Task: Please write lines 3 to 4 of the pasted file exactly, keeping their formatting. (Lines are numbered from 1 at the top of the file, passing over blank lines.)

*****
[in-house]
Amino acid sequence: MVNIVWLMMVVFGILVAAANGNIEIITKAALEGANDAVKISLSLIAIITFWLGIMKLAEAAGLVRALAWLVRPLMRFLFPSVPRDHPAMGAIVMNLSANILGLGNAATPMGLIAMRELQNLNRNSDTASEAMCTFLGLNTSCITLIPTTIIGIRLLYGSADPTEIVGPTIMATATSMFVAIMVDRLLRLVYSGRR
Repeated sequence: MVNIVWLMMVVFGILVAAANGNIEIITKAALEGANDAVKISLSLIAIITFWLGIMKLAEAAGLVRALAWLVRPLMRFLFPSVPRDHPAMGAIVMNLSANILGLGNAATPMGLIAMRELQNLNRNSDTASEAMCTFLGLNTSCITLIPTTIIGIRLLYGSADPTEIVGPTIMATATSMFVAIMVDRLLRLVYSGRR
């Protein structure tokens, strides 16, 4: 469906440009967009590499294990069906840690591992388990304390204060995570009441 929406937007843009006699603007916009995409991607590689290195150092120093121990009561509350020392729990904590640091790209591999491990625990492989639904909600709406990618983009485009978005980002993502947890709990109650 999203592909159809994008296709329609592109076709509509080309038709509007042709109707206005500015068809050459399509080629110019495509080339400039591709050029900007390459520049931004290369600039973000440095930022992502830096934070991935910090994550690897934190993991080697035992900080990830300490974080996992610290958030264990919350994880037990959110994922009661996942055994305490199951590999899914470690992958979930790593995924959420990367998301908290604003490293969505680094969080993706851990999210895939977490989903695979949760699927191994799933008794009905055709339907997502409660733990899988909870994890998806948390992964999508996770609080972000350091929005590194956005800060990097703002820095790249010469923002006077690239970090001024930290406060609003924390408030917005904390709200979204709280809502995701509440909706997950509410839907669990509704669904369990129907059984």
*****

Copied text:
Repeated sequence: MVNIVWLMMVVFGILVAAANGNIEIITKAALEGANDAVKISLSLIAIITFWLGIMKLAEAAGLVRALAWLVRPLMRFLFPSVPRDHPAMGAIVMNLSANILGLGNAATPMGLIAMRELQNLNRNSDTASEAMCTFLGLNTSCITLIPTTIIGIRLLYGSADPTEIVGPTIMATATSMFVAIMVDRLLRLVYSGRR
């Protein structure tokens, strides 16, 4: 469906440009967009590499294990069906840690591992388990304390204060995570009441 929406937007843009006699603007916009995409991607590689290195150092120093121990009561509350020392729990904590640091790209591999491990625990492989639904909600709406990618983009485009978005980002993502947890709990109650 999203592909159809994008296709329609592109076709509509080309038709509007042709109707206005500015068809050459399509080629110019495509080339400039591709050029900007390459520049931004290369600039973000440095930022992502830096934070991935910090994550690897934190993991080697035992900080990830300490974080996992610290958030264990919350994880037990959110994922009661996942055994305490199951590999899914470690992958979930790593995924959420990367998301908290604003490293969505680094969080993706851990999210895939977490989903695979949760699927191994799933008794009905055709339907997502409660733990899988909870994890998806948390992964999508996770609080972000350091929005590194956005800060990097703002820095790249010469923002006077690239970090001024930290406060609003924390408030917005904390709200979204709280809502995701509440909706997950509410839907669990509704669904369990129907059984």